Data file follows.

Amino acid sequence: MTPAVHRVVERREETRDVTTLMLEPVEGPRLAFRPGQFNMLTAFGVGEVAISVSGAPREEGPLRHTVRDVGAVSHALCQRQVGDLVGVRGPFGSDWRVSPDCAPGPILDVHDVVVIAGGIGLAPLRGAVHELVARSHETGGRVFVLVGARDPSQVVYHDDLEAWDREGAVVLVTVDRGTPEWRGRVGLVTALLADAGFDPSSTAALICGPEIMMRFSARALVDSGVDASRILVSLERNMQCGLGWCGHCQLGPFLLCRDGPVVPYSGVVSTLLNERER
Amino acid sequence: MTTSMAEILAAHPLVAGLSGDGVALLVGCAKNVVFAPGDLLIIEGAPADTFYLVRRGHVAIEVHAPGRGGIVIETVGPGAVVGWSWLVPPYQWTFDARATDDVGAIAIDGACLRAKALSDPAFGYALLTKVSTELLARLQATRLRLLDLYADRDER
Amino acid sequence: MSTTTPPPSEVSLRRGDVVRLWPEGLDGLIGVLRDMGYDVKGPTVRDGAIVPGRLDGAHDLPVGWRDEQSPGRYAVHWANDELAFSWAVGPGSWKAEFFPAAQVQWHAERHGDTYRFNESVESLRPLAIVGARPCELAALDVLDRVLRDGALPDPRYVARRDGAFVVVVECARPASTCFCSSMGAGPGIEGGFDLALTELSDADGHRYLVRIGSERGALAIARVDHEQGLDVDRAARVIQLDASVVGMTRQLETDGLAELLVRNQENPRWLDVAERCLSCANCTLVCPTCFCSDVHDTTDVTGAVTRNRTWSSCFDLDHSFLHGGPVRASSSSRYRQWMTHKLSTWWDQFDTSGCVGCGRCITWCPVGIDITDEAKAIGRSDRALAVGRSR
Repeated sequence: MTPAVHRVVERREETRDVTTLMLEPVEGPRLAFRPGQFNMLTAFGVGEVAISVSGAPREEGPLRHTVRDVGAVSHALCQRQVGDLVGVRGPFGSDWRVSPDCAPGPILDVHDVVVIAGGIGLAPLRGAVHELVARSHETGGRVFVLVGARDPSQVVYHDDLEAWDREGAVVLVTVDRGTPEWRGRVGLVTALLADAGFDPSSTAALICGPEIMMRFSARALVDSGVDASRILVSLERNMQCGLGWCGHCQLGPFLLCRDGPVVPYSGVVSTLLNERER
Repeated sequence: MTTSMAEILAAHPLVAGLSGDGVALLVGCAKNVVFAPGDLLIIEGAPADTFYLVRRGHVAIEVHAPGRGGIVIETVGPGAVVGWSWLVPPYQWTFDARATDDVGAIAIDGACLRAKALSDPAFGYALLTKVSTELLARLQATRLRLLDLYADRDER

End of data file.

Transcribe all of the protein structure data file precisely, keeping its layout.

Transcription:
Amino acid sequence: MTPAVHRVVERREETRDVTTLMLEPVEGPRLAFRPGQFNMLTAFGVGEVAISVSGAPREEGPLRHTVRDVGAVSHALCQRQVGDLVGVRGPFGSDWRVSPDCAPGPILDVHDVVVIAGGIGLAPLRGAVHELVARSHETGGRVFVLVGARDPSQVVYHDDLEAWDREGAVVLVTVDRGTPEWRGRVGLVTALLADAGFDPSSTAALICGPEIMMRFSARALVDSGVDASRILVSLERNMQCGLGWCGHCQLGPFLLCRDGPVVPYSGVVSTLLNERER
Amino acid sequence: MTTSMAEILAAHPLVAGLSGDGVALLVGCAKNVVFAPGDLLIIEGAPADTFYLVRRGHVAIEVHAPGRGGIVIETVGPGAVVGWSWLVPPYQWTFDARATDDVGAIAIDGACLRAKALSDPAFGYALLTKVSTELLARLQATRLRLLDLYADRDER
Amino acid sequence: MSTTTPPPSEVSLRRGDVVRLWPEGLDGLIGVLRDMGYDVKGPTVRDGAIVPGRLDGAHDLPVGWRDEQSPGRYAVHWANDELAFSWAVGPGSWKAEFFPAAQVQWHAERHGDTYRFNESVESLRPLAIVGARPCELAALDVLDRVLRDGALPDPRYVARRDGAFVVVVECARPASTCFCSSMGAGPGIEGGFDLALTELSDADGHRYLVRIGSERGALAIARVDHEQGLDVDRAARVIQLDASVVGMTRQLETDGLAELLVRNQENPRWLDVAERCLSCANCTLVCPTCFCSDVHDTTDVTGAVTRNRTWSSCFDLDHSFLHGGPVRASSSSRYRQWMTHKLSTWWDQFDTSGCVGCGRCITWCPVGIDITDEAKAIGRSDRALAVGRSR
Repeated sequence: MTPAVHRVVERREETRDVTTLMLEPVEGPRLAFRPGQFNMLTAFGVGEVAISVSGAPREEGPLRHTVRDVGAVSHALCQRQVGDLVGVRGPFGSDWRVSPDCAPGPILDVHDVVVIAGGIGLAPLRGAVHELVARSHETGGRVFVLVGARDPSQVVYHDDLEAWDREGAVVLVTVDRGTPEWRGRVGLVTALLADAGFDPSSTAALICGPEIMMRFSARALVDSGVDASRILVSLERNMQCGLGWCGHCQLGPFLLCRDGPVVPYSGVVSTLLNERER
Repeated sequence: MTTSMAEILAAHPLVAGLSGDGVALLVGCAKNVVFAPGDLLIIEGAPADTFYLVRRGHVAIEVHAPGRGGIVIETVGPGAVVGWSWLVPPYQWTFDARATDDVGAIAIDGACLRAKALSDPAFGYALLTKVSTELLARLQATRLRLLDLYADRDER